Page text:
"A Delightful, Bloody Romp"
There's very little room in today's world for a new FPS. If a developer doesn't give us something original, deliver a good story, give us a good multiplayer, or makes us yawn even once in the first hour, it's over. That's why The Darkness II is a welcome relief in a world of generic FPS games.
The Darkness II puts us back into the role of Jackie Estacado, a man who has gained control of a power called the darkness. He has risen to Don of a particular mob family due to these powers. However, he carries the baggage of his murdered girlfriend with him. It's only a matter of time before the darkness he's spent so many years holding back unleashes itself and thus begins a story of violent revenge. While the story of The Darkness II tends to run on long in some areas (and this is a great disappointment as compared to the original The Darkness, which had a great origin story to it), the plot is not the worst thing ever written. It simply seems like some adjusting needed to be done to the story beats to make the narrative flows and pops a bit more than it does.
Even so, we are given an FPS with a very interesting element: you are essentially playing a monster. With the ability to use your hands for weaponry and the ability to use your monstrous limbs as weapons, you'll move through The Darkness II at light speed, shooting, blasting, tearing, ripping, killing, and mauling everything in your path. The Darkness II blends together a comic book mob story with the visuals of ultra-violent grindhouse movies of the 70s and violent Asian cinema. For horror fans, The Darkness II is far a better treat than we could ever imagine, and it's far superior to the horror-homage fest Shadows of the Damned.
Gameplay is well seated, with tight controls and easy-to-access attacks. There is the ability to gain experience and level up, which is not treated simply as a throw-in to give the game more content. Different attacks and kills will give you different amounts of experience, and the abilities to be gained on the skill tree are worth working for, making that kill that gives you top points. The sheer amount of ways to kill your enemies and the ability to interact with the environment to throw stuff or add to the bloody destruction makes everything so much sweeter.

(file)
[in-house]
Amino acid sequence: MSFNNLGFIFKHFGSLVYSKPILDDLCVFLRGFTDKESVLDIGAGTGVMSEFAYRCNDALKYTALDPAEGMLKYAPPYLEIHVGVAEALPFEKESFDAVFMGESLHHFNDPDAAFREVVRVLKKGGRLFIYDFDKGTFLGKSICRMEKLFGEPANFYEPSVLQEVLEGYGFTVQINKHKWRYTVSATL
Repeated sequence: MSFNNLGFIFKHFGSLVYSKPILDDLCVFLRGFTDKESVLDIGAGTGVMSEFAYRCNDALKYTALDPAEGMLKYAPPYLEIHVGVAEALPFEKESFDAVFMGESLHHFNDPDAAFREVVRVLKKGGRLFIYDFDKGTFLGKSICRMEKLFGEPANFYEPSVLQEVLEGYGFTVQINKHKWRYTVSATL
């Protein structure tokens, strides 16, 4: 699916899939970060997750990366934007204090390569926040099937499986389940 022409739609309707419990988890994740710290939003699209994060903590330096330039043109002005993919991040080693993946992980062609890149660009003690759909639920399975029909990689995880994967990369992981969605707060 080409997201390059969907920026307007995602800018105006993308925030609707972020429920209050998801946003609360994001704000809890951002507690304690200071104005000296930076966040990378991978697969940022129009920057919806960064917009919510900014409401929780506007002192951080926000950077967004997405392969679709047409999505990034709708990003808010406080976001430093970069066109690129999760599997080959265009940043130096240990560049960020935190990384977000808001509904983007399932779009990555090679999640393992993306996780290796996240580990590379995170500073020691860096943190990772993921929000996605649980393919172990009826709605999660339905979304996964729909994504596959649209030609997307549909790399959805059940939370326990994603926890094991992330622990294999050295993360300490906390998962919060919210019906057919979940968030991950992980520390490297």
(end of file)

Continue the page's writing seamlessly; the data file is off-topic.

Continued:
There are a few more additions worth mentioning. Walking into light will take away your darkness powers, so paying attention to you environment adds to the strategy even more. There will be plenty of enemies coming at you with floodlights in an attempt to get the upper hand, and some thought will come into play when planning how to tackle these types of weapons.
The Darkness II overall experience is fairly intense and over-the-top, but in the fashion of Saints Row 3, it somehow works. The cel-shaded execution of the graphics are simply stunning, and while some slowdowns, glitches, and the typical case of cloned enemy models get weary, the comic booked styled graphics help bring The Darkness II into its own. Tearing a baddie in half with your mutant tentacles is pretty brutal, but never will you feel like the violence doesn't belong here.
The absolute best element of The Darkness II is that the multiplayer isn't a tacked-on addition. Levels here are designed to work with a team in mind, and are fine-tuned for the co-op experience. Even better, the storyline executed in this co-op mode is a sub-story to the main game's plot, making playing multiplayer worth it even for those who typically avoid it. The only flaw in the multiplayer arena is a few major slowdowns that tend to happen and will hopefully be fixed via patches soon.
The Darkness II is fun, fast, and despite a few rough-around-the-edges moments with graphics and story, it's a fun ride. However that ride is quite short, with the main game coming in at around 5-6 hours. It may be short, but for those seeking a fresh new FPS, or those who love violent horror films or comics books, The Darkness II is the perfect choice.
GameDynamo's Score for The Darkness II (PS3)
Three things describe Rando: Good beer, good food, and video games. On occasion, Rando flies a zeppelin through time seeking power crystals.
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